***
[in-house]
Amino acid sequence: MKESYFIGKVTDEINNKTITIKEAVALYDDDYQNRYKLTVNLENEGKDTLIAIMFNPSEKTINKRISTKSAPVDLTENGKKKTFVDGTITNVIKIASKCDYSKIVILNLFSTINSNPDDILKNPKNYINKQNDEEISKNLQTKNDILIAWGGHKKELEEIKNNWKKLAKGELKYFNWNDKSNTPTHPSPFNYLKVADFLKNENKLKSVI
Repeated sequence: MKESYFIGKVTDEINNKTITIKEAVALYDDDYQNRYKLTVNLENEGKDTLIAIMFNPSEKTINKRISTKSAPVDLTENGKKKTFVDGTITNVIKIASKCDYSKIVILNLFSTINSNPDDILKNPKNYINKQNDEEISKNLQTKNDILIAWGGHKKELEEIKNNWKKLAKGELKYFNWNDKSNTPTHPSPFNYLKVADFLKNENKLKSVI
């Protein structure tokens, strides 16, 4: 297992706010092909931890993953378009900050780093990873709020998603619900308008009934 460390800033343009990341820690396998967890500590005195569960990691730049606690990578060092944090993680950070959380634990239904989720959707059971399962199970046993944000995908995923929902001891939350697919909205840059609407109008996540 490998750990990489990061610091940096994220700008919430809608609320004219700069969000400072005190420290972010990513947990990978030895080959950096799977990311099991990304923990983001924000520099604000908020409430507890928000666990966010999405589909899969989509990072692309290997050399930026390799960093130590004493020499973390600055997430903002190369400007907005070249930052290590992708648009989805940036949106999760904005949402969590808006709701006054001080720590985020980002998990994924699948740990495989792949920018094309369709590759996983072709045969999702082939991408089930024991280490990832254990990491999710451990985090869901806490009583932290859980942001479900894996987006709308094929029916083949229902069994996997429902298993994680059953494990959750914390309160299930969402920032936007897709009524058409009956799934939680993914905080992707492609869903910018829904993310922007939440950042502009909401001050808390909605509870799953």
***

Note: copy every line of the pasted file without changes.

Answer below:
[in-house]
Amino acid sequence: MKESYFIGKVTDEINNKTITIKEAVALYDDDYQNRYKLTVNLENEGKDTLIAIMFNPSEKTINKRISTKSAPVDLTENGKKKTFVDGTITNVIKIASKCDYSKIVILNLFSTINSNPDDILKNPKNYINKQNDEEISKNLQTKNDILIAWGGHKKELEEIKNNWKKLAKGELKYFNWNDKSNTPTHPSPFNYLKVADFLKNENKLKSVI
Repeated sequence: MKESYFIGKVTDEINNKTITIKEAVALYDDDYQNRYKLTVNLENEGKDTLIAIMFNPSEKTINKRISTKSAPVDLTENGKKKTFVDGTITNVIKIASKCDYSKIVILNLFSTINSNPDDILKNPKNYINKQNDEEISKNLQTKNDILIAWGGHKKELEEIKNNWKKLAKGELKYFNWNDKSNTPTHPSPFNYLKVADFLKNENKLKSVI
């Protein structure tokens, strides 16, 4: 297992706010092909931890993953378009900050780093990873709020998603619900308008009934 460390800033343009990341820690396998967890500590005195569960990691730049606690990578060092944090993680950070959380634990239904989720959707059971399962199970046993944000995908995923929902001891939350697919909205840059609407109008996540 490998750990990489990061610091940096994220700008919430809608609320004219700069969000400072005190420290972010990513947990990978030895080959950096799977990311099991990304923990983001924000520099604000908020409430507890928000666990966010999405589909899969989509990072692309290997050399930026390799960093130590004493020499973390600055997430903002190369400007907005070249930052290590992708648009989805940036949106999760904005949402969590808006709701006054001080720590985020980002998990994924699948740990495989792949920018094309369709590759996983072709045969999702082939991408089930024991280490990832254990990491999710451990985090869901806490009583932290859980942001479900894996987006709308094929029916083949229902069994996997429902298993994680059953494990959750914390309160299930969402920032936007897709009524058409009956799934939680993914905080992707492609869903910018829904993310922007939440950042502009909401001050808390909605509870799953």